On Thursday evening the Hereford Diocesan Synod passed the following motion:
‘That this Synod request the House of Bishops to commend an Order of Prayer and Dedication after the registration of a civil partnership or a same-sex marriage for use by ministers in exercise of their discretion under Canon B4, being a form of service neither contrary to, nor indicative of any departure from, the doctrine of the Church of England in any essential matter, together with guidance that no parish should be obliged to host, nor minister conduct, such a service.’
Well done Hereford. Incidentally I believe that the Bishop spoke in favour of the motion; well done +Richard.
So, what are we to make of this motion and the work of Hereford diocese?
Well, first of all, it is important that ‘progressives’ don’t get too carried away. This motion could get parked in General Synod’s Business Committee for years to come.
However, if a number of other diocesan synods chose to adopt the Hereford motion then maybe the Business Committee will feel obligated to accelerate the process? In a very real sense Hereford Diocese have laid down the ‘will you come and follow me’ challenge, asking other dioceses if they are also prepared to be ‘called’ by ‘name.’
I would suggest that, whatever those who self style as orthodox claim, this motion shows that there is a clear direction of travel towards far greater levels of inclusivity and affirmation. It is the first significant and concrete manifestation of GAFCON’s worst fear.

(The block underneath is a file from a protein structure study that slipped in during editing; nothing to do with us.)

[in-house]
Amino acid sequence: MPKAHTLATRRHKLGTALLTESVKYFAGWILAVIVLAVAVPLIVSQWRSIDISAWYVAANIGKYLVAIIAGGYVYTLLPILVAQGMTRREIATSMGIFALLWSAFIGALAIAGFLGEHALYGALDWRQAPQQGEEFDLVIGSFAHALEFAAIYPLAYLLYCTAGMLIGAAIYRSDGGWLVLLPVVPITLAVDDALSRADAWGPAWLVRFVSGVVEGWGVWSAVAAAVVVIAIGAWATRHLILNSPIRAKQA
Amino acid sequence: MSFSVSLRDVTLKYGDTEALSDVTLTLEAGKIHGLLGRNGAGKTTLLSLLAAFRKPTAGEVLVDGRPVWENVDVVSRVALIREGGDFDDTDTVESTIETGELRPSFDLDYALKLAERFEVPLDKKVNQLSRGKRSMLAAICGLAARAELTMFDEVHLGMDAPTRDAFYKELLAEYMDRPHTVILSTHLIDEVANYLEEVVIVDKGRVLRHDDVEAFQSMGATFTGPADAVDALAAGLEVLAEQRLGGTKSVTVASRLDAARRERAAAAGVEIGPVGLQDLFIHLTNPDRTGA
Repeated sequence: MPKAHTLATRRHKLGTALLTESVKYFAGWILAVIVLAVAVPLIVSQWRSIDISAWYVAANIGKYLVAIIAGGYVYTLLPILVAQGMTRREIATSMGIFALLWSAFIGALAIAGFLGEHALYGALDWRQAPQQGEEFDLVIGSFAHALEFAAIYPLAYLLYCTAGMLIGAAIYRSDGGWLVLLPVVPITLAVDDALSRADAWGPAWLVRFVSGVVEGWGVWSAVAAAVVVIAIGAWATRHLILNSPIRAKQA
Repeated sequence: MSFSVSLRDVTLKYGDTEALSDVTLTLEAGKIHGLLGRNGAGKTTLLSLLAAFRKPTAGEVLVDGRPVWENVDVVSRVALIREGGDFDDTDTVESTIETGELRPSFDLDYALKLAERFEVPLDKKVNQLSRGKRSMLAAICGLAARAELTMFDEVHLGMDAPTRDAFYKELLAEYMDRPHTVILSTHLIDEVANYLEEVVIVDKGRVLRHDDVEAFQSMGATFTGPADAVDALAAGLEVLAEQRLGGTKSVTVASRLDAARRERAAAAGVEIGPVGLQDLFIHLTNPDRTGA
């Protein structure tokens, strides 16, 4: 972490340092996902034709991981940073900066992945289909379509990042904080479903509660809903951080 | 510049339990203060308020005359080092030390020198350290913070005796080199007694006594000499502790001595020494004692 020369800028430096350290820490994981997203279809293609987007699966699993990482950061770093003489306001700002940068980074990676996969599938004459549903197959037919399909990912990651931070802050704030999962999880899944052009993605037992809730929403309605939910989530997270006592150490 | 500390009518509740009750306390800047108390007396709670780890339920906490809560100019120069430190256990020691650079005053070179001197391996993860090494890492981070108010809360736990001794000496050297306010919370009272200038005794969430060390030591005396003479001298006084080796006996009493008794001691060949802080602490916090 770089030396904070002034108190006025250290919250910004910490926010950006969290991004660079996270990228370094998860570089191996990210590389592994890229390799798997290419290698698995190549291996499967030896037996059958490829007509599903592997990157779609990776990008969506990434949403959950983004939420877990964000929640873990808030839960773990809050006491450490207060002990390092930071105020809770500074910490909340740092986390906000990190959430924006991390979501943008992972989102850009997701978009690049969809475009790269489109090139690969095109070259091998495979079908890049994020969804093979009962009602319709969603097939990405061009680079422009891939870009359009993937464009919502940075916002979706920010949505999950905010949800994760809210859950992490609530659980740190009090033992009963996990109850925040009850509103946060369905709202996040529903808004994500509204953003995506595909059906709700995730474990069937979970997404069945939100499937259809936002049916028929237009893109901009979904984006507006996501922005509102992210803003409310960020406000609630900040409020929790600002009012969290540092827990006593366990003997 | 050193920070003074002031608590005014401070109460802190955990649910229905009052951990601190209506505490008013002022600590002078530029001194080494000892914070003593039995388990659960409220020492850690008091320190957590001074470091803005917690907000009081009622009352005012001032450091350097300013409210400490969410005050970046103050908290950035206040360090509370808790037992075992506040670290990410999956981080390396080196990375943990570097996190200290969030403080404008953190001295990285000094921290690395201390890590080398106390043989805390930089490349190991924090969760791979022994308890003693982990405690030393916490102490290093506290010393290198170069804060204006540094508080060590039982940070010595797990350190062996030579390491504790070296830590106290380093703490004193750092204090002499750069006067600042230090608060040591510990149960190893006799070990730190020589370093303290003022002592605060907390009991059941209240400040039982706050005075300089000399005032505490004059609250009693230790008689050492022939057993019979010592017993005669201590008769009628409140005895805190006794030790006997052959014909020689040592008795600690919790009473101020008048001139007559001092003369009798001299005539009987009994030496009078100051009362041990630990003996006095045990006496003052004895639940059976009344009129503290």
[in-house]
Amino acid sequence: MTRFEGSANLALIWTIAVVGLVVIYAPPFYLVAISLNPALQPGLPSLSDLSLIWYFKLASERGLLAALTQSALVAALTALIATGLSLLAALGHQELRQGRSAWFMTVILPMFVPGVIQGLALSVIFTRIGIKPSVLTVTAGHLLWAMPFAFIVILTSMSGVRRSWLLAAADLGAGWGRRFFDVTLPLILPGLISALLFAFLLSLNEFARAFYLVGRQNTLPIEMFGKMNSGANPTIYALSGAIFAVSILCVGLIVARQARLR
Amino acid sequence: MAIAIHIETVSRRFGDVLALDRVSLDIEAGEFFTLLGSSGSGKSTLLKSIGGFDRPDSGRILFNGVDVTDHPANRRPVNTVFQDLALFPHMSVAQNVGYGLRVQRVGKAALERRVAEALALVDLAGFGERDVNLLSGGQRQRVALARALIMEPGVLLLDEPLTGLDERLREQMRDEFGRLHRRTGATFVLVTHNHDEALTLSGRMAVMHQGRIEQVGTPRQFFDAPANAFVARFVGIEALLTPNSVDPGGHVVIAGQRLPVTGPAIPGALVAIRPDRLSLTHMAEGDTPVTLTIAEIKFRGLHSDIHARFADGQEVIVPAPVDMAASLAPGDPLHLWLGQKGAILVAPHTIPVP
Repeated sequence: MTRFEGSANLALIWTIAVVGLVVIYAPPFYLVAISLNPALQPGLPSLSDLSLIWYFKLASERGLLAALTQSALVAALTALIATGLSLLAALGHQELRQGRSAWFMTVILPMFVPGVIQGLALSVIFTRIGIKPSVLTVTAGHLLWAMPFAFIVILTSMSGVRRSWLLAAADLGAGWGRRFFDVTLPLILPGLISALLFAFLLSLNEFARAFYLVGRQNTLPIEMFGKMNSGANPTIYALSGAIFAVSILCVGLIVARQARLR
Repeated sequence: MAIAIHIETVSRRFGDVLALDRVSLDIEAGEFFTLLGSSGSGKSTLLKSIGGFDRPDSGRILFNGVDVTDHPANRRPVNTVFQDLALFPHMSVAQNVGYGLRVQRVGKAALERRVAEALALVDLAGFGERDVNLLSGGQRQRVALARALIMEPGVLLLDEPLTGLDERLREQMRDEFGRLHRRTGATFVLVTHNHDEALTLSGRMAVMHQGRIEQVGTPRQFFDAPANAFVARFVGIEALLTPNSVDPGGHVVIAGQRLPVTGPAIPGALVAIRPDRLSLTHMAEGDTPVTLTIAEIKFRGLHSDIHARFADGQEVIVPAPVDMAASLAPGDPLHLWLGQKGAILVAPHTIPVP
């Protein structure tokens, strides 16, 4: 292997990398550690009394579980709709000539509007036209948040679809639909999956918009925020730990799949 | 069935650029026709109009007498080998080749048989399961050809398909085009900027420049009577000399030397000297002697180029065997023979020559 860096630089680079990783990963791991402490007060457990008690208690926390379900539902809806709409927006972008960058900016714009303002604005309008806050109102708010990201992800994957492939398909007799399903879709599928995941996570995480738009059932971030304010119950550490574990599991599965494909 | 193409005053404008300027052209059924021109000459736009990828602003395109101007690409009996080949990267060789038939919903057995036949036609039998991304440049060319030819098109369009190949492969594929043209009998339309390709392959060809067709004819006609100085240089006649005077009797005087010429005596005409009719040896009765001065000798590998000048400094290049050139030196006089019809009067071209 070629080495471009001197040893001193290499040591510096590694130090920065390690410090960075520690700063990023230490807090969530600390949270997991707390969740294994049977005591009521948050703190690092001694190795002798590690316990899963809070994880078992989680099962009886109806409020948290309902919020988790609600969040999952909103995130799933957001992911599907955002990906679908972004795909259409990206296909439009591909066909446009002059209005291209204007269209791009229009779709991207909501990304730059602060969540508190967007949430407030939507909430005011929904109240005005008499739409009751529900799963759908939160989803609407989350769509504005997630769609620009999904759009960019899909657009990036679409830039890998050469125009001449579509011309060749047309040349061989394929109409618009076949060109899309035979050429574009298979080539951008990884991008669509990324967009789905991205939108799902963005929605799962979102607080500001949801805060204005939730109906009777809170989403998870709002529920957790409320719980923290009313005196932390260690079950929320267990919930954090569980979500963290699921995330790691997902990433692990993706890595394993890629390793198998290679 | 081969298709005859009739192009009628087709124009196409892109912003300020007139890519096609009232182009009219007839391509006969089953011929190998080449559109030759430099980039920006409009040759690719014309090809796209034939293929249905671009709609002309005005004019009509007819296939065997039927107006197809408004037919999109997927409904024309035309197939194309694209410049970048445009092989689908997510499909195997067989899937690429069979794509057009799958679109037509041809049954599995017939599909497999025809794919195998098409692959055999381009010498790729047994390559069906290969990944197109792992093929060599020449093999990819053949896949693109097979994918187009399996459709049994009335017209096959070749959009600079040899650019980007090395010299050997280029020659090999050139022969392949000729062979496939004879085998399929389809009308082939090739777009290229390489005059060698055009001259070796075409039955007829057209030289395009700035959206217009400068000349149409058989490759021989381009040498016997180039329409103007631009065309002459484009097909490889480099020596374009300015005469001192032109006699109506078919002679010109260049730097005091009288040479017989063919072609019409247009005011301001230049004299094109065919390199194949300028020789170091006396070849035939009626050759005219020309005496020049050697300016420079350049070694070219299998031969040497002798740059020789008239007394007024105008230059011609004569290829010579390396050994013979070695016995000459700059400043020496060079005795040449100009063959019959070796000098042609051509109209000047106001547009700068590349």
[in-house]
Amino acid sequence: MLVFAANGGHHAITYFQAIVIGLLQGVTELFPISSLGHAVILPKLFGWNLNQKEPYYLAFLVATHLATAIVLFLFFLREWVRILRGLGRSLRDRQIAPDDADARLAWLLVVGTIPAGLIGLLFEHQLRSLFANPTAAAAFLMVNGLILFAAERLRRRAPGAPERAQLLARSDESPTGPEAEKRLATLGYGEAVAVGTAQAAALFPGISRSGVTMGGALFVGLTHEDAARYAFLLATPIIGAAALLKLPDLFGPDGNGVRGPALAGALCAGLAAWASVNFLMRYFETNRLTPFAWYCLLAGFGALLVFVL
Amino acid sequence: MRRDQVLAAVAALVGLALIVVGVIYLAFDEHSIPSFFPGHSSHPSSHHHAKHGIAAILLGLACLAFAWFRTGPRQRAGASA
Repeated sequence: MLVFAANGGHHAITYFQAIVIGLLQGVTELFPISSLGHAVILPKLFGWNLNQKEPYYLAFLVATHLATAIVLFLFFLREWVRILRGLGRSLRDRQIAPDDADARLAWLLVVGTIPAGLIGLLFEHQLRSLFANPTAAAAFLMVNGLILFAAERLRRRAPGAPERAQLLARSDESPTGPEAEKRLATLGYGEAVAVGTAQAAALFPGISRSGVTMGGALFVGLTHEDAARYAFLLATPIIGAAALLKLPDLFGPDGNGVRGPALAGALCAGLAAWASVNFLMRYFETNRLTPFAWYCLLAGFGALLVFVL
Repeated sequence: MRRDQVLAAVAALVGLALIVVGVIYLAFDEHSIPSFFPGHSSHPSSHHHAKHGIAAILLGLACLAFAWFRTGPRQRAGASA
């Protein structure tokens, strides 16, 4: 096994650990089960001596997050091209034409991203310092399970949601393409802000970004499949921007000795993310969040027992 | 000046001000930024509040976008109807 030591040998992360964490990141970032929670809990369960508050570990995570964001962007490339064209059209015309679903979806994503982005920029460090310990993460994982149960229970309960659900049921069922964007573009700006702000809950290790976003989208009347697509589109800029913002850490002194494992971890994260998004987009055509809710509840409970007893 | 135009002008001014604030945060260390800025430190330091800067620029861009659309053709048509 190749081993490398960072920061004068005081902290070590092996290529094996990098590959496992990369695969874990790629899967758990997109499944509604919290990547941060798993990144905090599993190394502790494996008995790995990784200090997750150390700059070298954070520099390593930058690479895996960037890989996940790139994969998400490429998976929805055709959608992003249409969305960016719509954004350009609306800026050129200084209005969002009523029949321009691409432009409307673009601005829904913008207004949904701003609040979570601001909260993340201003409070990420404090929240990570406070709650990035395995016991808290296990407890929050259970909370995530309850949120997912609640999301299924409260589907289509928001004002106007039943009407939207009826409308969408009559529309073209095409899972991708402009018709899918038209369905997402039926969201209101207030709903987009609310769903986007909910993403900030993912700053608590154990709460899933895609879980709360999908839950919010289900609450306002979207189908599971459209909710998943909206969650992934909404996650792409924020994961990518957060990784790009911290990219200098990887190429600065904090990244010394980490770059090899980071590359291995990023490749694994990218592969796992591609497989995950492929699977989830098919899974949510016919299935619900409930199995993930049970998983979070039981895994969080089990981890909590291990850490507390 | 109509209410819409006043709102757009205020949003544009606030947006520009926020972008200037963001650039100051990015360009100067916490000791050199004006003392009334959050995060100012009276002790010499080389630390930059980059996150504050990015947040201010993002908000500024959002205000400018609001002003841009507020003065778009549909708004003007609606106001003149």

Previously all initiatives to celebrate and affirm same-sex relationships have been highly localized, taking place in ‘rogue churches.’ The Hereford Motion is the first time that a synod has requested a formal liturgy available for use across the entirety of the Church of England.
The Hereford Motion rightly implies that it is inappropriate for the Church of England, as a liturgical church, to offer ‘informal prayers,’ for same-sex couples. The Hereford Motion celebrates the fact that as a national and established church what we offer is common and formal prayers. The Hereford Motion is therefore a statement of liturgical Church of England orthodoxy. It is also a rejection of strange, but unverifiable notions, such as ‘change in tone and culture.’ The Hereford Motion in a very real way builds upon the decision of General Synod not to ‘take note,’ of the House of Bishop’s report.
I have often argued that real and significant institutional change comes not from the centre but from the institutional and geographic margins. Sometimes institutional leaders become so taken with their own plans and ways of doing things that they lose their peripheral vision. So I wonder whether ‘the institution’ saw the Hereford Motion coming? I suspect not.
I also wonder whether the Hereford Motion exposes weakness in the idea that the process towards some form of resolution on issues of human sexuality can be centrally, planned, coordinated and controlled? After all isn’t the next step in the process supposed to be the publication of the (in) famous teaching document? Surely, in producing the document its authors cannot simply ignore the fact that at least one diocese accepts that loving, monogamous and covenanted same-sex relationships may be formally and liturgically affirmed?
I wonder, if when ecclesial historians chart the history of the Church of England, the Hereford Motion will be regarded as a decisive, epoch changing, event?
The answer to this question, I guess, depends on whether other dioceses also allow themselves to be ‘called by name,’ and similarly adopt the Hereford Motion.